In the meantime, despite adequate standard immunosuppression, moderate to severe pulmonary GVHD was diagnosed. Twenty two months post allotransplant, he experienced the first extramedullary relapse in the skull, which was irradiated and Lenalidomide replaced the MMF administration. Due to severe allergic reaction to Lenalidomide, Bortezomib was re-initiated with continuous use of corticosteroids for 3 months. In the meantime, lung diffusion tests deteriorated, along with pulmonary infections and he was treated with Thalidomide plus Dexamethasone 40mg/week. The PET-CT scan, bone marrow aspiration and biopsy were negative in the 30th month. Due to Thalidomide adverse reactions, in the 38th month post-transplant, the patient started a new treatment which combined the anti GVHD and anti-myeloma strategy, including Lenalidomide – Cyclophosphamide and corticosteroids until the 43th month. Then, he presented with 2 extramedullary sites in the skull which were successfully irradiated.

Three months after a successfully managed severe pulmonary opportunistic infection, the patient presented with profound asthenia and several space-occupying hepatic lesions in the liver. The rest of the examination was unremarkable. However, abdominal ultrasound revealed masses (41.7×37.6×32.2 and 13 mm) in the liver parenchyma, which were also evident in the abdomen MRI scan with similar sizes. CT-guided percutaneous biopsy was found consistent with plasmacytoma (lambda light chain restricted, similar to previously existing monoclonal immunoglobulin pattern at the diagnosis of MM). The liver biopsy immunochemistry was positive for CD138, MUM1, lambda proteins. Liver biopsy revealed a diffuse portal and sinusoidal infiltration of plasma cells with lambda light-chain restriction (Figure 1). Bone marrow infiltration, serum protein electrophoresis and immunofixation electrophoresis were negative.

Figure 1. A. Histopathology examination of the biopsy material revealed total infiltration of half of the cylinders by a neoplasm, consisting of pleomorphic forms of plasma cells, mainly immature and anaplastic, whereas the mature plasma cells are rare. The neoplastic cells are arranged in loose groups with no specific pattern. (H&E x400). B. C. and D. Immunohistochemistry showed positivity of these cells for CD138 (B) and MUM1 (C). A lambda (λ) light-chain monoclonality was revealed (D), with only scarce expression of immunoglobulin light κ-chains, immature and anaplastic, whereas the mature plasma cells are rare.

Initial laboratory values included elevated liver function tests (aspartate aminotransferase 157 U/L and alanine aminotransferase 351 U/L, bilirubin 2.1 mg/dl, direct bilirubin 1.8 mg/dl, gamma-glutamyl transferase 4109 U/L) without systemic or renal disease attributable to myeloma. Bearing in mind the patient’s comorbidity, he received one course of Melphalan (80 mg intravenously), Pomalidomide and corticosteroids without DLIs due to GVHD. The patient suffered from recurrent severe infections, multi-organ failures and chemotherapy or novel agent was ceased. Eventually, the patient succumbed six months after the diagnosis of EM liver plasmacytomas.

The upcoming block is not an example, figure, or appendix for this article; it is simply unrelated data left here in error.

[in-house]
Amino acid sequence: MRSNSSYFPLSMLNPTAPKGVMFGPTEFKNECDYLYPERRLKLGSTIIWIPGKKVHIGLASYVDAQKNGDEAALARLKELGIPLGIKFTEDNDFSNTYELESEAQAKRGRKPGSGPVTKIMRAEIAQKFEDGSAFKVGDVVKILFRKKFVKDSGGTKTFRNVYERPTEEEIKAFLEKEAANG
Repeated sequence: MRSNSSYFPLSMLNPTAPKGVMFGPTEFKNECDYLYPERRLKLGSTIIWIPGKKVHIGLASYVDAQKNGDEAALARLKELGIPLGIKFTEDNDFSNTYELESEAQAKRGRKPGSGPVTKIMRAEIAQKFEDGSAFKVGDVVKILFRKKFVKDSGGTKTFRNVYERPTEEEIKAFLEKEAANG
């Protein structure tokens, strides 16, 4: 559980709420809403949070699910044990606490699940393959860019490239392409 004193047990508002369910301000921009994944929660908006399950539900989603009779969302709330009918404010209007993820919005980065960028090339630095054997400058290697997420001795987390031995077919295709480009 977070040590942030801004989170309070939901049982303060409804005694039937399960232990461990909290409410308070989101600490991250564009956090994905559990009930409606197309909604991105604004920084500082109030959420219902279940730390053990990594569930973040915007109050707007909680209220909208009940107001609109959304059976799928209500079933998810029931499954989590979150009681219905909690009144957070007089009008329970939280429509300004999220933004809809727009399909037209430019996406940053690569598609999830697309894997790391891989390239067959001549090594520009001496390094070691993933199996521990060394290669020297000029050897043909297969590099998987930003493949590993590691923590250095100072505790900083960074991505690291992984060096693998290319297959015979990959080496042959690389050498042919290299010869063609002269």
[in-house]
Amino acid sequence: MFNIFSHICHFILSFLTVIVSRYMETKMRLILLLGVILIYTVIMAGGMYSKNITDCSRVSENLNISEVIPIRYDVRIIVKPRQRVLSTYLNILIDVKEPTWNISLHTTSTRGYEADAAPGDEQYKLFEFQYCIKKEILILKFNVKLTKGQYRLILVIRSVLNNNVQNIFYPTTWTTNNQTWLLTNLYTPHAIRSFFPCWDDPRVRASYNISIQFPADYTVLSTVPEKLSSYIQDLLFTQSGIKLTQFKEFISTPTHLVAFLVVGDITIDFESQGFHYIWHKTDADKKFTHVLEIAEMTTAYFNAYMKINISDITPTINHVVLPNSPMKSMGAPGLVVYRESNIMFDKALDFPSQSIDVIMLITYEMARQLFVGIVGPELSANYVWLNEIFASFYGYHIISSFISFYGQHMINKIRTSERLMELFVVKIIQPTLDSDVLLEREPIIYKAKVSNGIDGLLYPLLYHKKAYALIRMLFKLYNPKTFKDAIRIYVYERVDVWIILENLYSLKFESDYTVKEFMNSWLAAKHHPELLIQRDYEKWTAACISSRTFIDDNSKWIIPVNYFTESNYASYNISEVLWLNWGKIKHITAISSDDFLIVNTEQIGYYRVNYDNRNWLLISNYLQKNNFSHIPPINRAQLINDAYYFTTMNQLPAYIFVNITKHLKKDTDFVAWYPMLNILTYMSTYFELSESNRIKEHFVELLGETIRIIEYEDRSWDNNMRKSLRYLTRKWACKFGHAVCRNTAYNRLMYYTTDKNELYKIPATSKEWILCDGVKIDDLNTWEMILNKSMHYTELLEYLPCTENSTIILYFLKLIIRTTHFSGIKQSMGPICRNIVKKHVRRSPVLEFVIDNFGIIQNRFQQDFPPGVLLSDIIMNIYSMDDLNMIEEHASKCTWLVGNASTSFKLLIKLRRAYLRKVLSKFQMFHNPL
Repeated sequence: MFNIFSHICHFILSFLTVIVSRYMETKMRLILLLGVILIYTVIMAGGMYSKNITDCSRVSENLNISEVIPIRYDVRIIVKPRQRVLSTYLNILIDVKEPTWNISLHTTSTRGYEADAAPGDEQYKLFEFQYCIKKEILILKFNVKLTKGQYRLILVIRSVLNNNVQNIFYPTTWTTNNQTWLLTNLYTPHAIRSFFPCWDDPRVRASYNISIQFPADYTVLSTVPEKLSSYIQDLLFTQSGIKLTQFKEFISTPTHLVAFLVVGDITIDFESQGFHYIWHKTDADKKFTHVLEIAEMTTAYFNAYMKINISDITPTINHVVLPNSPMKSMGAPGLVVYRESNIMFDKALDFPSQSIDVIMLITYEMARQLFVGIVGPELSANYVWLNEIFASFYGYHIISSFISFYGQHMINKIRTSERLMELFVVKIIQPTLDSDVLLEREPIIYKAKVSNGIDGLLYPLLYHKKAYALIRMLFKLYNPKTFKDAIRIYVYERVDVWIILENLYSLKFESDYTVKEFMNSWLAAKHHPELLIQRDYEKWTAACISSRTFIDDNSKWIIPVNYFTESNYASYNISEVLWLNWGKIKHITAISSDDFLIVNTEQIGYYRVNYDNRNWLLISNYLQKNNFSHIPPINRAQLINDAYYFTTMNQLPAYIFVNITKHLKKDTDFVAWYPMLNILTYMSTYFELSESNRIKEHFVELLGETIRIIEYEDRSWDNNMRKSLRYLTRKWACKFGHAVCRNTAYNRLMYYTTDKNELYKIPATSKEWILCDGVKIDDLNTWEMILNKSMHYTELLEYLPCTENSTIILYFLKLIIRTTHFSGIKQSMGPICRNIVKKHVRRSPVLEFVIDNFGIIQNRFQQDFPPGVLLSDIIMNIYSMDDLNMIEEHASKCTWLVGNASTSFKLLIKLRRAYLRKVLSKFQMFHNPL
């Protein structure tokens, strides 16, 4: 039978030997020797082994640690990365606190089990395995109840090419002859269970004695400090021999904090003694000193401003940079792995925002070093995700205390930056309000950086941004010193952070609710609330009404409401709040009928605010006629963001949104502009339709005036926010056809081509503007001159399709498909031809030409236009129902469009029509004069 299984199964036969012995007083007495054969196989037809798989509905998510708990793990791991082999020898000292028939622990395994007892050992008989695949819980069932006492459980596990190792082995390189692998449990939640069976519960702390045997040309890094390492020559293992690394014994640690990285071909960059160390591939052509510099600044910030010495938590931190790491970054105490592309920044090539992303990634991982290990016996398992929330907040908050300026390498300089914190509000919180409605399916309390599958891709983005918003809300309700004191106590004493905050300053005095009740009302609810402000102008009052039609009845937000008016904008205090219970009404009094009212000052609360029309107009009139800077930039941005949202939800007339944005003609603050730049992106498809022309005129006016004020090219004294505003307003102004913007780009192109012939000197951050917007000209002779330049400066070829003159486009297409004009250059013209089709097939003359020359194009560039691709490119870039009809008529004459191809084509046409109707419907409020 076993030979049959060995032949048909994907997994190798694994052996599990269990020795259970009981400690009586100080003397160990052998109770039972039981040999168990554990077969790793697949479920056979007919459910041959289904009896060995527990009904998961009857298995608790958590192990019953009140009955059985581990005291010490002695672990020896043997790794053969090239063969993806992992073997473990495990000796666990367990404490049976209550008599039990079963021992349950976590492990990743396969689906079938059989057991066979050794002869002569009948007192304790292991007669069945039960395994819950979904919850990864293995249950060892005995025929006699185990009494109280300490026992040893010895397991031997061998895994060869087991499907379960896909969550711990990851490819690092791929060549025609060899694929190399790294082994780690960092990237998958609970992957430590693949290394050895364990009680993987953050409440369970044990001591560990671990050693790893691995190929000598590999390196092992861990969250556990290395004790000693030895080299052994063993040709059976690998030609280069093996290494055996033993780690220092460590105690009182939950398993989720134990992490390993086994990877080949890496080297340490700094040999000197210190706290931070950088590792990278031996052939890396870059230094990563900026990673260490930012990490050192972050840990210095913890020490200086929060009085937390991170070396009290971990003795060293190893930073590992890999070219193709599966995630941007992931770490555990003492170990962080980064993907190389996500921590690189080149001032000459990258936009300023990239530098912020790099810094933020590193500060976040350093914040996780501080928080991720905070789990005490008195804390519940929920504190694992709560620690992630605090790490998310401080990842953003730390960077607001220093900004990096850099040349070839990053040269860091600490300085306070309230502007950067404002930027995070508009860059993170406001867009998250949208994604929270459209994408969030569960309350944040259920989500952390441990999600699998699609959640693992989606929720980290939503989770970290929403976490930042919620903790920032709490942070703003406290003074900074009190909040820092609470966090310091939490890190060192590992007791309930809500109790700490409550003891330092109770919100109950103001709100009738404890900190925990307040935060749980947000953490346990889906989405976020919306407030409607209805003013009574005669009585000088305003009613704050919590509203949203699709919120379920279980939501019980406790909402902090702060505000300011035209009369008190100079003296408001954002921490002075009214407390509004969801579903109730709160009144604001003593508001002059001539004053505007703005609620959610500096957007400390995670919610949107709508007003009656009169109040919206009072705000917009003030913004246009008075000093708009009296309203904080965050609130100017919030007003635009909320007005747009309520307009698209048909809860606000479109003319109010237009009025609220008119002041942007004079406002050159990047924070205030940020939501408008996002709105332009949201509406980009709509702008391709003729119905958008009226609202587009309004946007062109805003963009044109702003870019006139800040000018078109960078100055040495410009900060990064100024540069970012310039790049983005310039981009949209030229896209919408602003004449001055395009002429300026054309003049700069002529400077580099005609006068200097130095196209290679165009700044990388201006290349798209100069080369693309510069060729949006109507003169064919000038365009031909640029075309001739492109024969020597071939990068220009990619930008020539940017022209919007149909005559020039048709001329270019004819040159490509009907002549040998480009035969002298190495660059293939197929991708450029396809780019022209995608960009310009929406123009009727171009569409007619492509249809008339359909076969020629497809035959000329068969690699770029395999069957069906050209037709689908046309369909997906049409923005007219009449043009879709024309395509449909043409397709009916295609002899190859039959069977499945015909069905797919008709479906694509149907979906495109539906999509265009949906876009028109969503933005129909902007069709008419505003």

DISCUSSION

In summary, the present case showed a puzzling relapse pattern involving hepatic plasmocytomas in a patient with multiple, mainly extramedullary, relapses despite extensive GVHD (pulmonary, eyes, skin sclerotic lesions).

To the best of our knowledge, there are less than 10 reported cases of liver plasmacytoma and diffuse hepatic infiltration.14-21 Among rare plasma cell dyscrasias, the present case is one of the few cases of MM presenting as acute liver disease. Besides its complexity, diagnosis requires biopsy confirmation and extensive testing, that will allow differential diagnosis from reactive plasmacytoma, plasma cell granuloma and MALT, marginal zone, and immunoblastic lymphomas.9

In the report of the Greek myeloma study group in 97 patients with EM plasmacytoma, Katodritou and colleagues8 concluded that immunoparesis at diagnosis was the most powerful factor of progression to MM. This is in line with our patient’s status of deep immunosuppression, where profound immunoparesis accompanied solitary plasmacytomas despite immunoglobulin infusions.

Beyond profound immunoparesis, concerns have been raised that adoption of thalidomide, lenalidomide, bortezomib and increased numbers of HCT might contribute to increased EM rates.22 There is one report of liver plasmacytoma among others which showed EM relapse of MM after thalidomide.23 In addition, Cerny et al. reported six fatal cases of extramedullary relapses of multiple myeloma (MM) pretreated with immunomodulatory therapy and/or HCT.24 On the contrary, Vagra et al. concluded that there is no evidence that bortezomib-lenalidomide-based front-line therapy precipitates EM.25

In conclusion, our case illustrates the clinical aggressiveness of relapsed MM post transplantation leading to poor outcomes despite aggressive treatment approaches. Increased clinical awareness and novel individualized approaches are needed to deal with the problem of extramedullary disease recurrence with an ominous outcome. The severity of these complications and the diverse therapeutic approaches used in different centers highlight the need of larger, multi-center studies to evaluate current practices.

Conflict of Interest and Sources of Funding

None.

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Received 27 Nov 2017
Accepted 15 Dec 2017